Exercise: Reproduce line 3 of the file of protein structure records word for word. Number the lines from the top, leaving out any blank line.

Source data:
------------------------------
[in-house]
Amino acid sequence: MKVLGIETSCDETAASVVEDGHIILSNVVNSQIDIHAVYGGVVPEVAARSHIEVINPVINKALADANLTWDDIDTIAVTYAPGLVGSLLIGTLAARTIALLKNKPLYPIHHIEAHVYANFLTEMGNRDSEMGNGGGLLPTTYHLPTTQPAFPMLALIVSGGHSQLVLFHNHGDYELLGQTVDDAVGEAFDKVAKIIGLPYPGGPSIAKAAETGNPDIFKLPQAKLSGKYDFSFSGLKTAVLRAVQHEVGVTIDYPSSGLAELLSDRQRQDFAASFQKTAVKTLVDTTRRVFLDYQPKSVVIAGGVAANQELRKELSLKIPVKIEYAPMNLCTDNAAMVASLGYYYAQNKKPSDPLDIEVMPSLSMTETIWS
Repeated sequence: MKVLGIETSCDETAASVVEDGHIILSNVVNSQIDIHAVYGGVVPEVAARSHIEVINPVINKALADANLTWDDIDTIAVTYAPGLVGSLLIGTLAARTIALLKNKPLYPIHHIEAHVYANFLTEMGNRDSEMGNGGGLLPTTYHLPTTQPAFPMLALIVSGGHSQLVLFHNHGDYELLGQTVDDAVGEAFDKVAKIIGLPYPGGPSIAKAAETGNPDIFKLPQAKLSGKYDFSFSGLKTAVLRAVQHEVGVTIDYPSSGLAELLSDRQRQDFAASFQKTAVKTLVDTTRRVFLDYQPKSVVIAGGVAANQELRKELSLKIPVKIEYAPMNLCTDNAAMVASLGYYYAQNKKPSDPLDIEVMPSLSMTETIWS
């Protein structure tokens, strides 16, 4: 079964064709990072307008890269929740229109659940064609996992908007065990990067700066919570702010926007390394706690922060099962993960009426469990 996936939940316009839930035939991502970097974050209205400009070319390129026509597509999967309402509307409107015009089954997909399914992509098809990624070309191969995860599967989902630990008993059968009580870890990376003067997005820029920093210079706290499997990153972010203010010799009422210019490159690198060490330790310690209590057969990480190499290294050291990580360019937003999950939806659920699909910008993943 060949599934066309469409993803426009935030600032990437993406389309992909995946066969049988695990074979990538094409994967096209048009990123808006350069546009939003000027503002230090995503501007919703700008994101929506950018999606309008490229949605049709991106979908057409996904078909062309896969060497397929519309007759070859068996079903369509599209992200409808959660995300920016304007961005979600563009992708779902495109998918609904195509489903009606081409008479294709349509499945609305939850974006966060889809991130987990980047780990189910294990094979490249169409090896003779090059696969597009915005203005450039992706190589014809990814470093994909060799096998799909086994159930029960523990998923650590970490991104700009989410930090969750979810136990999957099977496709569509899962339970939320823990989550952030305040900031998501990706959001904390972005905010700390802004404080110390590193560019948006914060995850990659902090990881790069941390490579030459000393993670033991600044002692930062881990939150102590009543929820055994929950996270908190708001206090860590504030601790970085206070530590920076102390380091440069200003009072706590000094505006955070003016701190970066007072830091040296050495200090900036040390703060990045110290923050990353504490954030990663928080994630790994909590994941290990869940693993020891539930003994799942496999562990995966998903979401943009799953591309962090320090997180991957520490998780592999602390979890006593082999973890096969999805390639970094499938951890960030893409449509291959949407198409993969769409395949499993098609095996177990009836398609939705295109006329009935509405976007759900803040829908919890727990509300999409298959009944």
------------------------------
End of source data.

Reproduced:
Repeated sequence: MKVLGIETSCDETAASVVEDGHIILSNVVNSQIDIHAVYGGVVPEVAARSHIEVINPVINKALADANLTWDDIDTIAVTYAPGLVGSLLIGTLAARTIALLKNKPLYPIHHIEAHVYANFLTEMGNRDSEMGNGGGLLPTTYHLPTTQPAFPMLALIVSGGHSQLVLFHNHGDYELLGQTVDDAVGEAFDKVAKIIGLPYPGGPSIAKAAETGNPDIFKLPQAKLSGKYDFSFSGLKTAVLRAVQHEVGVTIDYPSSGLAELLSDRQRQDFAASFQKTAVKTLVDTTRRVFLDYQPKSVVIAGGVAANQELRKELSLKIPVKIEYAPMNLCTDNAAMVASLGYYYAQNKKPSDPLDIEVMPSLSMTETIWS